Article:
As I write this, I am sitting with my feet in a bucket of cold water waiting for my pedicure to be finished and frustrated with a person who has a blatant disregard for MY time!
You see, I had arrived early for my appointment and was now happily soaking my feet and sharing a lovely conversation with the salon owner. I was very relaxed.
Suddenly, in bursts a LATE CUSTOMER – not a few minutes late, but over an hour late. She is ranting about the traffic congestion (it was Saturday afternoon!), the inconvenience of the HOV lanes (which had been in place for over three weeks) and how her day has not been going well.
Still ranting, she rushes through the space and finally comes to rest beside the salon owner and right next to my feet in the bucket.
She doesn’t stop. Without acknowledging my presence at all, she continues, “I need streaks in my hair. I need to be out of here in 2 hours. I’m going to a Wedding Reception tonight at the Ritz Carlton. I’m in hurry”. It’s all about her. Can you say sense of entitlement?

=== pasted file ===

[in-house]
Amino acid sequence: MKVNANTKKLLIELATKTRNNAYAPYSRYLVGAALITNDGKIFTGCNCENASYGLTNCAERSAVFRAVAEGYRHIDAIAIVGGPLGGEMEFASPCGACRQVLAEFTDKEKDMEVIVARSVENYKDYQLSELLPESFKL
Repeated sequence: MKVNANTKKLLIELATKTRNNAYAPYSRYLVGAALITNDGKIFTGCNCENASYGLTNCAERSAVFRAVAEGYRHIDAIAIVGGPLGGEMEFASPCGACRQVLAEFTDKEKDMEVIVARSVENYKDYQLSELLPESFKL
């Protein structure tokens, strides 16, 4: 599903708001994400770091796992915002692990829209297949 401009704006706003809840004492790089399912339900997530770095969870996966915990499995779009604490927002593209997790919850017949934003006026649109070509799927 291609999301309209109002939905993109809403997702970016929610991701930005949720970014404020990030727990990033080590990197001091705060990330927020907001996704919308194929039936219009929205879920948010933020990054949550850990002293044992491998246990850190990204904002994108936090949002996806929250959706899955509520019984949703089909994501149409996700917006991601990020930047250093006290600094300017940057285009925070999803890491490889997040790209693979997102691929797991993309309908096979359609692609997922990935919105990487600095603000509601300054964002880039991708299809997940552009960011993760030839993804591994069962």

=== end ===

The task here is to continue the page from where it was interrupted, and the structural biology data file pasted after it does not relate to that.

The salon owner was caught and understood that what happened next would be all about customer service.
I gave her a break…” Go ahead and see what needs to be done. I’ll just need a magazine or two to read while you take care of her!”
The rants grew louder and more frenzied as her hair streaking process continued.
My anxiety level was rising, so I started documenting the story. What else is a Diva to do? I had scheduled a relaxing afternoon that was quickly becoming anything but relaxed.
How dare this woman barge into my scheduled appointment time and expect to be taken care of as if she were the only person in the salon!
When the work was completed, she paid by charge card and then has the nerve to ask if she could get change for a $20.
I chuckled to myself when the owner said, “No, I have customer who has already given up too much of her time for you and I must get back to her right now.”
On her way out, she directed a quick “Thank You” to the owner. Without missing a beat, I shouted “You’re welcome”
I doubt she heard and, even if she had, she was definitely the type of person who would have cared anyway.
As I settled back into my pedicure, I asked myself, “Would I do the same thing again?’
And I knew the answer was…most likely!
Better three hours too soon
Than a minute too late.
— William Shakespeare